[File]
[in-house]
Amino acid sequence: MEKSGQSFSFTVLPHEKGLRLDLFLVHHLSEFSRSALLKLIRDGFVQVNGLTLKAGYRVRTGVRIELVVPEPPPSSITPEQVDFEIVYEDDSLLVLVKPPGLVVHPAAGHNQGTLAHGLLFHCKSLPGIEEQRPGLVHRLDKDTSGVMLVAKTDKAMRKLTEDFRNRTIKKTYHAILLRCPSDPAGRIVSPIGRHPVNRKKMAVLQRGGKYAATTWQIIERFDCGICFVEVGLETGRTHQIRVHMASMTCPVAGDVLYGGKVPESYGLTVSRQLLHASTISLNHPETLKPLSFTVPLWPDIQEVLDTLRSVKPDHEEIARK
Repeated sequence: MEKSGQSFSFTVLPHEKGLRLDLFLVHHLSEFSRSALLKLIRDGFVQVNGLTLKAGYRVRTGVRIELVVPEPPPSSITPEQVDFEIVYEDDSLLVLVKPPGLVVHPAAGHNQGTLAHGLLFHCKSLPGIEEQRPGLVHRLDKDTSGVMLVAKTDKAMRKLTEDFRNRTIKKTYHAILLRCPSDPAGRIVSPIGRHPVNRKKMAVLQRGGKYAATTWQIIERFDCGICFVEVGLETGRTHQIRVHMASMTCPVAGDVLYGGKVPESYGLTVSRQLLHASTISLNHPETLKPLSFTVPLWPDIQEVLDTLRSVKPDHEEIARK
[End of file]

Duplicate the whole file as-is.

[in-house]
Amino acid sequence: MEKSGQSFSFTVLPHEKGLRLDLFLVHHLSEFSRSALLKLIRDGFVQVNGLTLKAGYRVRTGVRIELVVPEPPPSSITPEQVDFEIVYEDDSLLVLVKPPGLVVHPAAGHNQGTLAHGLLFHCKSLPGIEEQRPGLVHRLDKDTSGVMLVAKTDKAMRKLTEDFRNRTIKKTYHAILLRCPSDPAGRIVSPIGRHPVNRKKMAVLQRGGKYAATTWQIIERFDCGICFVEVGLETGRTHQIRVHMASMTCPVAGDVLYGGKVPESYGLTVSRQLLHASTISLNHPETLKPLSFTVPLWPDIQEVLDTLRSVKPDHEEIARK
Repeated sequence: MEKSGQSFSFTVLPHEKGLRLDLFLVHHLSEFSRSALLKLIRDGFVQVNGLTLKAGYRVRTGVRIELVVPEPPPSSITPEQVDFEIVYEDDSLLVLVKPPGLVVHPAAGHNQGTLAHGLLFHCKSLPGIEEQRPGLVHRLDKDTSGVMLVAKTDKAMRKLTEDFRNRTIKKTYHAILLRCPSDPAGRIVSPIGRHPVNRKKMAVLQRGGKYAATTWQIIERFDCGICFVEVGLETGRTHQIRVHMASMTCPVAGDVLYGGKVPESYGLTVSRQLLHASTISLNHPETLKPLSFTVPLWPDIQEVLDTLRSVKPDHEEIARK